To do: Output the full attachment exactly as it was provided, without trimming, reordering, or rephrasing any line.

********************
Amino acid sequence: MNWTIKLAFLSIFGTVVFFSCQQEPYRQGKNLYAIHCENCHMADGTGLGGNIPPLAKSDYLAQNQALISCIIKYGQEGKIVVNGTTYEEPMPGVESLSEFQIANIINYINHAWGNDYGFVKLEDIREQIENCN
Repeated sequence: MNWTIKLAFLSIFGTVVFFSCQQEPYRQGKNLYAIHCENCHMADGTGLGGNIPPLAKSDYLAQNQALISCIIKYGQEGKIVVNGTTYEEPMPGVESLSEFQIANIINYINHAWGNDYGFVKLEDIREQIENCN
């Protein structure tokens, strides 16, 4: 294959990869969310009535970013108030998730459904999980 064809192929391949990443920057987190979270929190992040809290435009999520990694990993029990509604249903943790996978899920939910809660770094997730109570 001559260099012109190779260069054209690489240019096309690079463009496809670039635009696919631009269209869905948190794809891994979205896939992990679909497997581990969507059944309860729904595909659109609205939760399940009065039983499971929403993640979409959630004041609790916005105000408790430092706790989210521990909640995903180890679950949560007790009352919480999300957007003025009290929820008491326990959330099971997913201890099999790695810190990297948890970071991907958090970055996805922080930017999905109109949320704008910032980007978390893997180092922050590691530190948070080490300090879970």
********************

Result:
Amino acid sequence: MNWTIKLAFLSIFGTVVFFSCQQEPYRQGKNLYAIHCENCHMADGTGLGGNIPPLAKSDYLAQNQALISCIIKYGQEGKIVVNGTTYEEPMPGVESLSEFQIANIINYINHAWGNDYGFVKLEDIREQIENCN
Repeated sequence: MNWTIKLAFLSIFGTVVFFSCQQEPYRQGKNLYAIHCENCHMADGTGLGGNIPPLAKSDYLAQNQALISCIIKYGQEGKIVVNGTTYEEPMPGVESLSEFQIANIINYINHAWGNDYGFVKLEDIREQIENCN
């Protein structure tokens, strides 16, 4: 294959990869969310009535970013108030998730459904999980 064809192929391949990443920057987190979270929190992040809290435009999520990694990993029990509604249903943790996978899920939910809660770094997730109570 001559260099012109190779260069054209690489240019096309690079463009496809670039635009696919631009269209869905948190794809891994979205896939992990679909497997581990969507059944309860729904595909659109609205939760399940009065039983499971929403993640979409959630004041609790916005105000408790430092706790989210521990909640995903180890679950949560007790009352919480999300957007003025009290929820008491326990959330099971997913201890099999790695810190990297948890970071991907958090970055996805922080930017999905109109949320704008910032980007978390893997180092922050590691530190948070080490300090879970």